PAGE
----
A few months ago, we talked about the open letter led by technology leaders calling for a halt and regulation of the advancement of artificial intelligence before HR recruiters were replaced by AIs and Tinder was filled with bots.
Unfortunately, that race has been progressing slowly but steadily. At the time of writing this post, Sam Altman, CEO, co-founder, and evangelist of OpenAI, testified before the Congressional Subcommittee on Judiciary in Washington about safety standards and the creation of a license for their systems. Just days ago, Bard, Google’s GPT chatbot, was launched with real-time internet connectivity. It’s mind-blowing!
In other words, the pursuit of capitalizing on profits with greater speed in the AI revolution continues unrestricted, just like the conquest of the Wild West. After all, we are venturing into unknown territory, and whoever arrives first will be perpetuated in history forever.
In this context, after his month-long world tour to speak with policymakers about technology, Sam Altman, along with his army of lawyers, was bombarded with questions about what we all want to know: Do artificial intelligences have the potential to change how people work, shop, and interact? What role should the government and companies play to benefit from the technology while also preventing potential threats? What safety nets do we have in a hypothetical worst-case scenario?
Before the debate on the first tentative legislation, the United States Congress prepared some key points.
“I believe that regulatory intervention by the government should be critical in mitigating the risks of increasingly powerful models. For example, the U.S. government could consider a combination of legislation and requirements to test the development and deployment of AIs above a certain threshold of capabilities. What is happening in the Open Source community is incredible, but there are only a few providers who can make unique contributions.”
“OpenAI was founded on the belief that artificial intelligence has the potential to improve almost every aspect of our lives, but also knowing that it creates serious risks that we must work together to manage. We are here because people love this technology. We believe it can be a moment similar to the invention of the printing press, and we must work together to achieve it. OpenAI is an unusual company, and we set it up that way because AI is an unusual technology. We are governed by a nonprofit organization, and our activities are driven by our mission and our charter, which commit us to work towards ensuring the broad distribution of AI’s benefits and maximizing the safety of its systems. We seek to build tools that can someday help us make new discoveries and address some of humanity’s biggest challenges, such as climate change and curing cancer. Our current systems are not yet capable of doing these things, but it has been immensely rewarding to see many people around the world derive so much value from what these systems can already do today,” said Sam Altman, CEO of OpenAI.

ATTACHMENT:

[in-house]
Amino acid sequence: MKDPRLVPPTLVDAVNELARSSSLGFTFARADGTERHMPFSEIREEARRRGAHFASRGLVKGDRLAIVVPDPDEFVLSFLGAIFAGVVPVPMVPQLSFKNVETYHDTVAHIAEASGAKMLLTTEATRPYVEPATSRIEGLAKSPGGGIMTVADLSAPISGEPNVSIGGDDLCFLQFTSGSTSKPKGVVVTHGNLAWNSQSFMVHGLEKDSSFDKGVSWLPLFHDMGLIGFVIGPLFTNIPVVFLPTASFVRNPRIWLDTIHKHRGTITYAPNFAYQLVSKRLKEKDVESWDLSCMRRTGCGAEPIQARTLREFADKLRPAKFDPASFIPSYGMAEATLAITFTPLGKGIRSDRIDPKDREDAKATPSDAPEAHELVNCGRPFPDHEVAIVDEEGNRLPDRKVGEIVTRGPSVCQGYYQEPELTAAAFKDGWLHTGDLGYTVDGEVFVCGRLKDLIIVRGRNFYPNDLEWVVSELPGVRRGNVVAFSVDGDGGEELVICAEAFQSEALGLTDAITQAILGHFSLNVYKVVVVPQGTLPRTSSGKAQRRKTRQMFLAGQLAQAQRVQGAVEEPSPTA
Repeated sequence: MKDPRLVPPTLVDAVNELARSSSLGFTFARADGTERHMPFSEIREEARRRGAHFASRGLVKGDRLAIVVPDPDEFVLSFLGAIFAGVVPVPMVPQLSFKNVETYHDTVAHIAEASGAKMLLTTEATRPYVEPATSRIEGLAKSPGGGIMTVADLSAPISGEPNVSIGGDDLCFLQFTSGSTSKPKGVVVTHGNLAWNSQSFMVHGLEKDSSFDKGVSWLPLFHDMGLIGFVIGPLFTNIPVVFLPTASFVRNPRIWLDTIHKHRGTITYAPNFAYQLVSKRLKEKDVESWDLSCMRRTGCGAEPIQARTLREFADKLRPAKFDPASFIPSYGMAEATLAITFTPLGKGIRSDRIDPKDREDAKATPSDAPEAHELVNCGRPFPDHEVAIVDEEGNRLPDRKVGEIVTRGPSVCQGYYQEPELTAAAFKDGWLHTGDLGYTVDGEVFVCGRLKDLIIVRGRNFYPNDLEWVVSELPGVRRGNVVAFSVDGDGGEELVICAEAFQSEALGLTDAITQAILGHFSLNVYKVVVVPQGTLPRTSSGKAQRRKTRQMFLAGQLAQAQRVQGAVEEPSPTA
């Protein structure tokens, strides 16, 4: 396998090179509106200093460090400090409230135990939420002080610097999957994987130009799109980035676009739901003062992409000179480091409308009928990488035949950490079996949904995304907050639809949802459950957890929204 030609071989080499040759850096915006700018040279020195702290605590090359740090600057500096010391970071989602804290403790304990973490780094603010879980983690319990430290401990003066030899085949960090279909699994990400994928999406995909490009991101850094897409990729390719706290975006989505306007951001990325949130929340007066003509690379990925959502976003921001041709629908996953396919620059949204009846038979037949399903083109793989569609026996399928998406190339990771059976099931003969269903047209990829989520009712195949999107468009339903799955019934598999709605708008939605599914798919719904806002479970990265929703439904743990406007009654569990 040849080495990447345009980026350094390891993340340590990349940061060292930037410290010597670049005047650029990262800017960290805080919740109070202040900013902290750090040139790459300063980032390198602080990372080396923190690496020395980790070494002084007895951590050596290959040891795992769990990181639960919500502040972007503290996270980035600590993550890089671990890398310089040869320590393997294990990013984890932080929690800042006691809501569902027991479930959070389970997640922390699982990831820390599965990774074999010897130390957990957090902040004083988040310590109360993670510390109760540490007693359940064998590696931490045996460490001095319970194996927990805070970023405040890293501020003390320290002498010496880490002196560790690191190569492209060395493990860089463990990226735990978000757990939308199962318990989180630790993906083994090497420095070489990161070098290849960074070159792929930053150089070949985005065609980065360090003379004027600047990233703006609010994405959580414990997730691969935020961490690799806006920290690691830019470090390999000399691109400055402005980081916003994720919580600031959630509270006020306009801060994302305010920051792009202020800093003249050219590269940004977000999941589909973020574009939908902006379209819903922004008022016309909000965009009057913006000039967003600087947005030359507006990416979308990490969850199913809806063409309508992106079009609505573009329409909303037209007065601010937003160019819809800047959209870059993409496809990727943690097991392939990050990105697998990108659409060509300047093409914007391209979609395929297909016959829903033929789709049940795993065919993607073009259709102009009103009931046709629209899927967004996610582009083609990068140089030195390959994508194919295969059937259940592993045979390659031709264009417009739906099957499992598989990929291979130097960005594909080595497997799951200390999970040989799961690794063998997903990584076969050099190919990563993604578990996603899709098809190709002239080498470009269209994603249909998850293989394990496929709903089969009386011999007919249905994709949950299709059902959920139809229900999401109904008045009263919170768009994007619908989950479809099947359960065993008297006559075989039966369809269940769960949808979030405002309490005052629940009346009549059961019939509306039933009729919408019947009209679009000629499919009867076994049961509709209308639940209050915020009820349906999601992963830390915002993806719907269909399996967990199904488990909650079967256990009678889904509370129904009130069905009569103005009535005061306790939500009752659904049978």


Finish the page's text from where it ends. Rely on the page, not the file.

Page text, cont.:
Regarding the worst possible consequences of AI, Altman stated, “I believe that employment and what we will all do with our time really matter. I agree that when we reach very powerful systems, the landscape will change. I’m just more optimistic in the sense that we are incredibly creative and find new things to do with better tools. That will continue to happen. My worst fears are that we cause significant harm to the world, and I think that can happen in many different ways, which is why we started the company. It’s why I’m here today, and why we have been here in the past and have been able to spend time with you. I think if this technology goes wrong, it can go very wrong, and we want to be vocal about it. We want to work with the government to prevent that from happening. We try to have a very realistic view of what the worst danger is.”
The Biden administration is considering artificial intelligence as a priority. While the Senate Majority Leader, Charles E. Schumer (D-N.Y.), has been developing a new framework for artificial intelligence that provides “transparent and responsible artificial intelligence without stifling critical and cutting-edge innovation,” the reality is that nothing concrete exists yet.